Initially, Williamson concentrated on regional issues, such as "Mossy", a yobbish local street artist whose acts of vandalism were earnestly appraised by Waterford's rolling 24-hour news media.

But as the site's popularity burgeoned, the focus shifted to national and, to a lesser extent international, content. For Williamson, the site's mission is not to disseminate misleading stories, but rather to produce insightful, humourous commentary on current events.

And if the numbers are anything to go by, he is certainly succeeding.

"Garda Whistleblower Not Invited Out With The Lads From Work This Weekend" was one much-shared recent headline.

Another, written amid outrage over a Gaelic footballer's appearance on an X-rated gay website, claimed "GAA Star Appearing in Straight Porn Movie Declared 'Total Legend'."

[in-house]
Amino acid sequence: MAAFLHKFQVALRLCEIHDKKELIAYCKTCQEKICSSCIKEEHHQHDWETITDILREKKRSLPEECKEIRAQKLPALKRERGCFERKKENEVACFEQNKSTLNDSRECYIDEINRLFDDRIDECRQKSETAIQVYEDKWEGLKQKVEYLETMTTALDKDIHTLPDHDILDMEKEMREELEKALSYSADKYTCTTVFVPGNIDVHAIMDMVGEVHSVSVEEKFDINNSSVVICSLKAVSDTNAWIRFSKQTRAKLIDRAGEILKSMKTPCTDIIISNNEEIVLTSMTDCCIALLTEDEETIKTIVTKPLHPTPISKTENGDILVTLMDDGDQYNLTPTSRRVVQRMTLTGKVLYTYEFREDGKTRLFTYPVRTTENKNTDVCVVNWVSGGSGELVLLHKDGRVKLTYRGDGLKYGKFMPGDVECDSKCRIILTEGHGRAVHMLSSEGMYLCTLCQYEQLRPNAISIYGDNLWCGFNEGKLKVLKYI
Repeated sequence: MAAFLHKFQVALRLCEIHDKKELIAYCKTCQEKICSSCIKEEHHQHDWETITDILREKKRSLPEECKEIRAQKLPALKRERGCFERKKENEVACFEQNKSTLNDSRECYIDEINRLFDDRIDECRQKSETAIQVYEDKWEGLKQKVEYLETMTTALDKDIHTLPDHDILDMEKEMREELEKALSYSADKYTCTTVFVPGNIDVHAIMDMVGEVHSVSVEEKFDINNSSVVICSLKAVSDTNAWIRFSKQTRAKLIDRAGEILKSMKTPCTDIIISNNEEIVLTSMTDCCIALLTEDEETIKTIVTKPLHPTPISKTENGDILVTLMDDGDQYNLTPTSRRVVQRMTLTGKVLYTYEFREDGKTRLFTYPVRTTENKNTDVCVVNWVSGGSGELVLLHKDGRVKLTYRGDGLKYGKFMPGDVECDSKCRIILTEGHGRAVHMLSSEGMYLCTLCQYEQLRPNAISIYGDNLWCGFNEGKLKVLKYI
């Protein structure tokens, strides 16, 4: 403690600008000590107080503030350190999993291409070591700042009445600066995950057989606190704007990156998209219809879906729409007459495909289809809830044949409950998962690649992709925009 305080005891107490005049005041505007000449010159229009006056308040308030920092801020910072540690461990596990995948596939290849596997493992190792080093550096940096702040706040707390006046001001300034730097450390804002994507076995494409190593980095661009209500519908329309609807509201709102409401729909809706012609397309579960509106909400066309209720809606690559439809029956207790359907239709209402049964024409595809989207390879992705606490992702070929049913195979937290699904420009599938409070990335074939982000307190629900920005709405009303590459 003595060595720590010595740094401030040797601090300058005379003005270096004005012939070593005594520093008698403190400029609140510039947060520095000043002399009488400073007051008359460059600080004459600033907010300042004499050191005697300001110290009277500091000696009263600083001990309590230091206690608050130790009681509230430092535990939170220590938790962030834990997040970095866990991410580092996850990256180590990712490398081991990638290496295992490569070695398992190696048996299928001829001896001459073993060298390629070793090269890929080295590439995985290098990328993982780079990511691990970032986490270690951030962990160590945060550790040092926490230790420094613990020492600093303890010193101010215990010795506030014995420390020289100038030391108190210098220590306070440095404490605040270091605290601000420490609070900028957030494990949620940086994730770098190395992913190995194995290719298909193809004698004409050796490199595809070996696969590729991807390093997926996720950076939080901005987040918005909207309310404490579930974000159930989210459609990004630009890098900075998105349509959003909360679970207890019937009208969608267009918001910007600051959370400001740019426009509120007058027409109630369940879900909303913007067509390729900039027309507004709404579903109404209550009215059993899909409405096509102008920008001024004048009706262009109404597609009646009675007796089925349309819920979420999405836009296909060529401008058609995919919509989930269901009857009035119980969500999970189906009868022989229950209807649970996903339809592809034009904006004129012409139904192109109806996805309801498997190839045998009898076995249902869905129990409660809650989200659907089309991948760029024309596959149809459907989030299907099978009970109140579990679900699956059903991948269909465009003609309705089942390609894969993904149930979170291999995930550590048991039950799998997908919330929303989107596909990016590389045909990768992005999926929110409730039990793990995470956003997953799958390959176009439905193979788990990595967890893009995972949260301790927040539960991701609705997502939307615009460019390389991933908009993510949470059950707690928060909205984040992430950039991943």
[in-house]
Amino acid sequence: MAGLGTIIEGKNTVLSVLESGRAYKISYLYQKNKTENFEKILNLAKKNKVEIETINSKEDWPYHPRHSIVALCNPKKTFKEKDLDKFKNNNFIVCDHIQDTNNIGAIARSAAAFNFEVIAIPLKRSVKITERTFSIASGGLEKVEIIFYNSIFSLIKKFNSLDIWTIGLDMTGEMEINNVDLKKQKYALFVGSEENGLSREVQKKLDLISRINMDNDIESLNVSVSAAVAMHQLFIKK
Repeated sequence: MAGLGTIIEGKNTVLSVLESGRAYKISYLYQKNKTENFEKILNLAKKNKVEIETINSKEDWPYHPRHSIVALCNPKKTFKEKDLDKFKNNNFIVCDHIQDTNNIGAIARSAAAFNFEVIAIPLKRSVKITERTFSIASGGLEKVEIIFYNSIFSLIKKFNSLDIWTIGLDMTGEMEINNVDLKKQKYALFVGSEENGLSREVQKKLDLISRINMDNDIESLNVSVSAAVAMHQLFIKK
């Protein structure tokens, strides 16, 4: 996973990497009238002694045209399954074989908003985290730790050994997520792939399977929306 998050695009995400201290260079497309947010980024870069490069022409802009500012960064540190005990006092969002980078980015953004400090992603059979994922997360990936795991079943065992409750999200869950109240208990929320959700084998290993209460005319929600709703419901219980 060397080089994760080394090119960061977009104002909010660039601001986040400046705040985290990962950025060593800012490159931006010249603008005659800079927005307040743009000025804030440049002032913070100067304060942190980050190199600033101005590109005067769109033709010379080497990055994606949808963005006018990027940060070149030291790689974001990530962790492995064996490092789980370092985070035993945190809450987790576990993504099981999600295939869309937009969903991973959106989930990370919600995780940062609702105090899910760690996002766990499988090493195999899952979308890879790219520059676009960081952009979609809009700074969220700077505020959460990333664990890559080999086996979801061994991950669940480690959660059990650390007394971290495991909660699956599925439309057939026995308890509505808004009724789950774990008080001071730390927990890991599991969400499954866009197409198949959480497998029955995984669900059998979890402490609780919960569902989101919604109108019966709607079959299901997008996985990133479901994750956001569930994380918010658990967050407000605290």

Like The Onion, the jokes are hit and miss. But online satire is a volume business and, in recent months, WWN's hits have been multiplying rapidly. Through March 2014, the website reached 727,107 unique monthly viewers, and links to its stories were ubiquitous on social media, where the WWN Facebook page has racked up almost 100,000 likes.

And so I make the pilgrimage to WWN's global headquarters in Tramore. I arrive armed with a notebook full of questions for the site's creator, yet immediately find myself wildly veering off script. "Dude," I first have to ask, "is this really an office?"

"Yes," Williamson good-humouredly concedes, his work space, donated by an advertiser in lieu of payment, is indeed very, very tiny. "You're going to write that it looks like a prison cell, aren't you?" he asks. "No, I wouldn't say that," I reply. And neither, I suspect, would Amnesty International. It's more like a hot press.